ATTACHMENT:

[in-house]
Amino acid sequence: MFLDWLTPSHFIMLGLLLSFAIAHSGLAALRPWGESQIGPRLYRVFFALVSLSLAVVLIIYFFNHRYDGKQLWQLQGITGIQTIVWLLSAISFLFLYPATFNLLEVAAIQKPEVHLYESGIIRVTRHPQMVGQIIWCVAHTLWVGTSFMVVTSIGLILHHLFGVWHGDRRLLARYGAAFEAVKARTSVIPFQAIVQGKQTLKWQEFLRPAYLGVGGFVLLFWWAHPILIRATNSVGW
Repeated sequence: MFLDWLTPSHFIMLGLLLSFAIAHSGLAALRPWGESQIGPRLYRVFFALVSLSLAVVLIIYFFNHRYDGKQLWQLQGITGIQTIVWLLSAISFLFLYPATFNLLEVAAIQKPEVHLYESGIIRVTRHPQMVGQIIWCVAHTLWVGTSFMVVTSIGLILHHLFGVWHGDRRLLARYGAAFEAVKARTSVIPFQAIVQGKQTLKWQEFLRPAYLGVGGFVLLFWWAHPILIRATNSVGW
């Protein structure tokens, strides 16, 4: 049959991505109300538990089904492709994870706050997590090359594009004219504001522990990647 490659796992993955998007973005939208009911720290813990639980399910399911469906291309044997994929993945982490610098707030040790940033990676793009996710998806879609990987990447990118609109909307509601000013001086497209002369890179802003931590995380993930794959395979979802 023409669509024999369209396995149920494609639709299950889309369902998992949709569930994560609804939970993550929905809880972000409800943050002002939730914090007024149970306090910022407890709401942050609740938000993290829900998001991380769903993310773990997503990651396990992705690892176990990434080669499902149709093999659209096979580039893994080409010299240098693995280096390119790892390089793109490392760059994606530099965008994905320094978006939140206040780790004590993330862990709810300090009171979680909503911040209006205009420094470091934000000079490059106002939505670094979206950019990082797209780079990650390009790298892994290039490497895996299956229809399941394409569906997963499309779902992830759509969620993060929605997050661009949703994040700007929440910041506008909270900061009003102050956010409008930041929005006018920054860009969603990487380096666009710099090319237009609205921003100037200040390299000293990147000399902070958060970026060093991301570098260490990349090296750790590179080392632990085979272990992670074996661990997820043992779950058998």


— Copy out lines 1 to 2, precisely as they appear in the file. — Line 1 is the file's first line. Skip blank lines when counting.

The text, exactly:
[in-house]
Amino acid sequence: MFLDWLTPSHFIMLGLLLSFAIAHSGLAALRPWGESQIGPRLYRVFFALVSLSLAVVLIIYFFNHRYDGKQLWQLQGITGIQTIVWLLSAISFLFLYPATFNLLEVAAIQKPEVHLYESGIIRVTRHPQMVGQIIWCVAHTLWVGTSFMVVTSIGLILHHLFGVWHGDRRLLARYGAAFEAVKARTSVIPFQAIVQGKQTLKWQEFLRPAYLGVGGFVLLFWWAHPILIRATNSVGW